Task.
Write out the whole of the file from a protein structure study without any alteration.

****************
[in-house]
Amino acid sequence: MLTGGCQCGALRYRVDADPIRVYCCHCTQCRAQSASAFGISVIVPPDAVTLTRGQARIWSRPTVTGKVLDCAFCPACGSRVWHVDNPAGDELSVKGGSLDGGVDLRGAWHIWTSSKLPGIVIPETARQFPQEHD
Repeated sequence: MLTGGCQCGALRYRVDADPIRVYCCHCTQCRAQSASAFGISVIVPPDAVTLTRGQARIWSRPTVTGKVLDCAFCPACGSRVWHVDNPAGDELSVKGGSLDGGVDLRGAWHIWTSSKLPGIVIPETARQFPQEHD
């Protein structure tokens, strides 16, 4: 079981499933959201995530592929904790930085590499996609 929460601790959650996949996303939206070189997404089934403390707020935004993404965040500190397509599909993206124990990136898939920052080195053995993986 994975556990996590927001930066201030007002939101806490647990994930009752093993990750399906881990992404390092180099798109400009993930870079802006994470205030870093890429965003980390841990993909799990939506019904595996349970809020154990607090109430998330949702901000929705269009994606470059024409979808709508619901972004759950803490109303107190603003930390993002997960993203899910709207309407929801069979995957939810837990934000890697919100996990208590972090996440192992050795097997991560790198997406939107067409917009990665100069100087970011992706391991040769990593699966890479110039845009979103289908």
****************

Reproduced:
[in-house]
Amino acid sequence: MLTGGCQCGALRYRVDADPIRVYCCHCTQCRAQSASAFGISVIVPPDAVTLTRGQARIWSRPTVTGKVLDCAFCPACGSRVWHVDNPAGDELSVKGGSLDGGVDLRGAWHIWTSSKLPGIVIPETARQFPQEHD
Repeated sequence: MLTGGCQCGALRYRVDADPIRVYCCHCTQCRAQSASAFGISVIVPPDAVTLTRGQARIWSRPTVTGKVLDCAFCPACGSRVWHVDNPAGDELSVKGGSLDGGVDLRGAWHIWTSSKLPGIVIPETARQFPQEHD
């Protein structure tokens, strides 16, 4: 079981499933959201995530592929904790930085590499996609 929460601790959650996949996303939206070189997404089934403390707020935004993404965040500190397509599909993206124990990136898939920052080195053995993986 994975556990996590927001930066201030007002939101806490647990994930009752093993990750399906881990992404390092180099798109400009993930870079802006994470205030870093890429965003980390841990993909799990939506019904595996349970809020154990607090109430998330949702901000929705269009994606470059024409979808709508619901972004759950803490109303107190603003930390993002997960993203899910709207309407929801069979995957939810837990934000890697919100996990208590972090996440192992050795097997991560790198997406939107067409917009990665100069100087970011992706391991040769990593699966890479110039845009979103289908």